4174 (AOE 4174): SPACECRAFT PROPULSION
Spacecraft propulsion systems and their applications in orbital, interplanetary, and interstellar flight. Rocket propulsion fundamentals; advanced mission analysis; physics and engineering of chemical rockets, electrical thrusters, and propellantless systems (tethers and sails); spacecraft integration issues. Pre: 4234 or AOE 4234. (3H,3C)

4204: INTERNAL COMBUSTION ENGINES
Analysis and design of gasoline and diesel engines. Fundamental processes and their application in current technology. Thermodynamics: air standard and air-fuel cycles. Combustion: stoichiometry, fuels, chemical equilibrium, chemical kinetics, flame propagation, knock, pollutant formation and control. Flow processes: volumetric efficiency, intake and exhaust tuning, two-stroke scavenging, carburetion, fuel injection, super- and turbo-charging. Pre: 3124, 3404. (3H,3C)

4214: POWER GENERATION
The design, control, and performance characteristics of electric power generating plants, with major emphasis upon the steam generating system, both fossil and nuclear. Pre: 3124, 3304. Co: 4414. (3H,3C)

4224: AIRCRAFT ENGINES AND GAS TURBINES
Performance and characteristics of aircraft engines and industrial gas turbines, as determined by thermodynamic, fluid mechanic, heat transfer, and solid mechanic behavior of components. Operational limitations and component matching. Stress and associated temperature limits and influence of blade cooling techniques on turbines. Pre: 4234 or 4124. (3H,3C)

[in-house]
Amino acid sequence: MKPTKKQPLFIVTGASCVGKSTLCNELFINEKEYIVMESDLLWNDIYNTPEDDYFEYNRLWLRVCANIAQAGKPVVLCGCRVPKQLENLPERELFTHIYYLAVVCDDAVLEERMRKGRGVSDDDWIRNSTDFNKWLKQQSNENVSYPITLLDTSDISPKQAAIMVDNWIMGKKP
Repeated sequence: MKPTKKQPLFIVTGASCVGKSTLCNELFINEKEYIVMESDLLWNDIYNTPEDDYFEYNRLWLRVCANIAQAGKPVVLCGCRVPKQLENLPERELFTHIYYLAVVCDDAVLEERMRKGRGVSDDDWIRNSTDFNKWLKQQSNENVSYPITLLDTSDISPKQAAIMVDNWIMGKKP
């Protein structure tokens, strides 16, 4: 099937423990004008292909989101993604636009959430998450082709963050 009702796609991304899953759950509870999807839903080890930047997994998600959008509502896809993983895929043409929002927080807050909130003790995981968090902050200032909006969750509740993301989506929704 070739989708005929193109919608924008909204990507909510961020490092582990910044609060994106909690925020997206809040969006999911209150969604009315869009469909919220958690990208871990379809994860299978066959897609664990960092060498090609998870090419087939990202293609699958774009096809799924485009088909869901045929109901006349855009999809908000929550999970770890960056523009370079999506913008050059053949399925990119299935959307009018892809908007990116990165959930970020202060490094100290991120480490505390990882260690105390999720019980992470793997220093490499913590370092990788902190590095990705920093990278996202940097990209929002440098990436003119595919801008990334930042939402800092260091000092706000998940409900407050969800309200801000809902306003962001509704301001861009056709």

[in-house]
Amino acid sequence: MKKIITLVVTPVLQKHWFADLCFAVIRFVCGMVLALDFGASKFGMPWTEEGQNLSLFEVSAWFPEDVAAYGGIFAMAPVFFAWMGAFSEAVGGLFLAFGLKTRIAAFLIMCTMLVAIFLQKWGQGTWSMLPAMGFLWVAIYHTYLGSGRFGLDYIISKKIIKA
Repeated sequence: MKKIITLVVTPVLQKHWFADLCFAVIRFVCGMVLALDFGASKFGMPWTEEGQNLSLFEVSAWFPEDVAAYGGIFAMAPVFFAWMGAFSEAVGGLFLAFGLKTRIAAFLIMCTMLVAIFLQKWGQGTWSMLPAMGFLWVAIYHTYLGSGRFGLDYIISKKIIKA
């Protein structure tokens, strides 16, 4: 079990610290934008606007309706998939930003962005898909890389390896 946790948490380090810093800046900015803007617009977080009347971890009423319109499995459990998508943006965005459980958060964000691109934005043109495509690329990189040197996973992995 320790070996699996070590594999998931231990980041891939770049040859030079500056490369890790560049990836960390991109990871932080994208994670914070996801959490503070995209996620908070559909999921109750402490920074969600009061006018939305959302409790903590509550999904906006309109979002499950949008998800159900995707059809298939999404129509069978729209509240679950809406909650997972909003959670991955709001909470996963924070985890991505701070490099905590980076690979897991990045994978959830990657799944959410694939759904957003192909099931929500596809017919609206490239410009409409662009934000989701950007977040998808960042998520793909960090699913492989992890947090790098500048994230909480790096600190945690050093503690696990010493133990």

4234 (AOE 4234): AEROSPACE PROPULSION SYSTEMS
Design principles and performance analysis of atmospheric and space propulsion engines and systems. Application of thermodynamics, compressible fluid flow and combustion fundamentals to the design of gas turbine and rocket engines and components, including inlets, turbomachines, combustors, and nozzles. Matching of propulsion system to vehicle requirements. Must have a C- or better in pre-requisites ME 3404 and ME 3124 or AOE 3114 and AOE 3134. Pre: (3404, 3124) or (AOE 3114, ME 3134). (3H,3C)

4244 (AOE 4244): MARINE ENGINEERING
Analysis of major ship propulsion devices (propellers, water jets). Integration with propulsion plant and machinery. Characteristics of marine steam turbines, nuclear power plants, marine diesels, and marine gas turbines. Shafting system, bearings, and vibration problems. Must have a C- or better in pre-requisites AOE 3204 and ME 3124 or ME 3134. Pre: AOE 3204, (AOE 3134 or AOE 3124). (3H,3C)

4254: RAMJET AND ROCKET PROPULSION
Detailed study of analysis and design of ramjet and rocket propulsion systems. Vehicle performance requirements relating to choice of propulsion systems. Ramjet inlets, combustion chambers, and nozzles; analysis techniques for high-speed flow. Liquid and solid propellant rocket engine designs. Solid propellant burning rates, grain design. Special propulsion systems for high speed, trans-atmospheric, and space flight. Pre: 4234. (3H,3C)